If community banks get their wish for tiered regulation, they may want to send a thank you note to the head of a much larger bank.
Robert Wilmers, chairman and chief executive of M&T Bank in Buffalo, N.Y., on Thursday came out in favor of simpler regulations for community banks as well as regional banks like his own.
"The time has come to allow America's community banks to serve their traditional roles of taking deposits and making prudent loans to the friends and neighbors they know," Wilmers wrote in his yearly letter to shareholders.
Wilmers, 80, routinely uses his shareholder letter to comment on broad economic trends, issues of importance to the banking community and sometimes M&T's competitors.
Wilmers devoted a large section of this year's letter to the nature of financial regulation and how the largest banks operate with distinctly different business models than "Main Street" banks.
"Regional and community banks do not exhibit the maze of interconnectedness through derivative transactions that characterize the largest banks, and have much simpler legal structures, which make them much easier to deal with in case of failure," Wilmers wrote.
The adoption of tiered regulation would not impose undue burdens on community and regional banks, while at the same time "preserving the core intent of the Dodd-Frank regulations to minimize risks to U.S. financial stability," he wrote.
Wilmers did not explicitly define his size categories, but he was fairly clear that he does not view his own institution as a large bank, even though it has assets of $99 billion.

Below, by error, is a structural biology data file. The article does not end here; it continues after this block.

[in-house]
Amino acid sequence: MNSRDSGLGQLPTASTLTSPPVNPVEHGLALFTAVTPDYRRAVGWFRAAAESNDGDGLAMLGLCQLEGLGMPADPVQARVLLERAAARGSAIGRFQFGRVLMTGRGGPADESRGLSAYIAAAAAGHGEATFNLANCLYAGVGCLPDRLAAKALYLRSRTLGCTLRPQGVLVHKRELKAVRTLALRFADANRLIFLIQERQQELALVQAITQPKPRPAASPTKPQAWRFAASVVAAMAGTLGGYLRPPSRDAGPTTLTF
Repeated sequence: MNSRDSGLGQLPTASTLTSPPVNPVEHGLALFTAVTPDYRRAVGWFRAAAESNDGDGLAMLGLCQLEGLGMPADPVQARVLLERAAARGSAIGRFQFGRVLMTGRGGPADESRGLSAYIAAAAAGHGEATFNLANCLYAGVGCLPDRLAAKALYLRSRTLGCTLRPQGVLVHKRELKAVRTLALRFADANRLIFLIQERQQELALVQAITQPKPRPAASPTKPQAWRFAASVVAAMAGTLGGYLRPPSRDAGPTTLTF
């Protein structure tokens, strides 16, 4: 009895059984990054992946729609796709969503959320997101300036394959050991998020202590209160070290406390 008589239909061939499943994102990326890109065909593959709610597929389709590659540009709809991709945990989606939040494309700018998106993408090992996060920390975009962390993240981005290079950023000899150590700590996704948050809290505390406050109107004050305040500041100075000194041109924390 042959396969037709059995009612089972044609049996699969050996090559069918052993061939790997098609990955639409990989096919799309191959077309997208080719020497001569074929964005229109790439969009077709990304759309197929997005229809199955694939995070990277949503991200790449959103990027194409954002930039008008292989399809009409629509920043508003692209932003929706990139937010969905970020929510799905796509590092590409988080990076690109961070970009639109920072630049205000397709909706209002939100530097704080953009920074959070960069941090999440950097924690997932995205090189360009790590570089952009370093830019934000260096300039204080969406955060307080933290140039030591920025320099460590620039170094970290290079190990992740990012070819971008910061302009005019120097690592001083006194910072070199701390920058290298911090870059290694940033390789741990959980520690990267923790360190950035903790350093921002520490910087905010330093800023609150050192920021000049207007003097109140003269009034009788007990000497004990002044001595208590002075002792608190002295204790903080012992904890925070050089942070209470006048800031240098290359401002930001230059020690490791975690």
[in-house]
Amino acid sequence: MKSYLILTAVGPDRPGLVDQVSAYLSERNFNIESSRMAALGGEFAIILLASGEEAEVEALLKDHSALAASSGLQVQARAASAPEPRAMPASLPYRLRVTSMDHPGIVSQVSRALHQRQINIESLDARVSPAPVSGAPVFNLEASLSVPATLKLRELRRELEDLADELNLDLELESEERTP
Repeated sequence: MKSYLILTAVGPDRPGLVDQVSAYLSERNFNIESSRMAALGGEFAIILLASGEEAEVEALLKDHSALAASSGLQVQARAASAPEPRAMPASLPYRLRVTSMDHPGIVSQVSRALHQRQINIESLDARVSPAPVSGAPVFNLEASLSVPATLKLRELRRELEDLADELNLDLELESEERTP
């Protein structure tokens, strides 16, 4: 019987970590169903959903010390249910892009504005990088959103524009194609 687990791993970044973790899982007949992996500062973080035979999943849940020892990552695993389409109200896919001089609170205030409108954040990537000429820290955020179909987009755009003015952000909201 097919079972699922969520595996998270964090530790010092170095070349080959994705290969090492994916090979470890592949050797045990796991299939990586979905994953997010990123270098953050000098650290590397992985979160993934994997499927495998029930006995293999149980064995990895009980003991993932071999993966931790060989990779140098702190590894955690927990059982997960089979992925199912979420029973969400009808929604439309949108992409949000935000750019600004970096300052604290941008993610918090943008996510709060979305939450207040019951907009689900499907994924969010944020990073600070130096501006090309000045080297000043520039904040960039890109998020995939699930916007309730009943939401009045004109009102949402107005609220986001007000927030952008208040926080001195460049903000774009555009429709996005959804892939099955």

"The 6,482 community and regional banks of Main Street have a very different business model than the five large U.S. banks that dominate the activities traditionally associated with Wall Street," he wrote.
"M&T has long been a community bank," Wilmers wrote. "Our core tenets of serving the financial needs of people in our communities through simple, easily understood products, strong credit standards and an efficient operating model, remain our mission."
M&T's assets would rise to $135 billion if its deal to acquire Hudson City Bancorp in Paramus, N.J., goes through. Last year, M&T underwent its first Dodd-Frank Act stress test.
In fact, Wilmers argues in the letter that the issue of grouping banks based on asset size is wrongheaded.
"Size makes for a simple, perhaps too convenient barometer a bank either has over $50 billion in assets or it doesn't," he wrote. "The complexity and systemic importance of an institution, on the other hand, is far more difficult to ascertain."
As a result, Wilmers equated the current regulatory framework to "misplaced animus and a one-size-fits-all approach [which is] hinder[ing] the American economic recovery finally underway."
On other topics, Wilmers addressed M&T's ongoing effort to upgrade its compliance systems in order to obtain regulatory approval to acquire Hudson City. Wilmers did not offer an update on whether the Hudson City deal will close by the banks' target of April 30. The companies have already postponed the deadline three times, after initially announcing the agreement in August 2012.
"Delays are admittedly frustrating, but this is a merger to which both parties remain deeply committed," Wilmers wrote.
M&T spent $266 million to fulfill regulatory obligations last year, which he described as "an unprecedented amount in unprecedented times." Investments in data will continue this year and beyond, Wilmers wrote without providing specific cost estimates. Included in the $266 million figure, the company spent $151 million last year on efforts related to the upgrade of Bank Secrecy Act and anti-money-laundering regulations.
Not surprisingly, Wilmers said the high cost of regulation is weighing heavily not only on M&T and other banks, but also on the economy as a whole.
"It pains me to see excessive regulation that might stifle innovation, drive society's best and brightest away from our industry or discourage bankers from fulfilling their role in the economy out of fear of being inordinately fined and sanctioned," he wrote.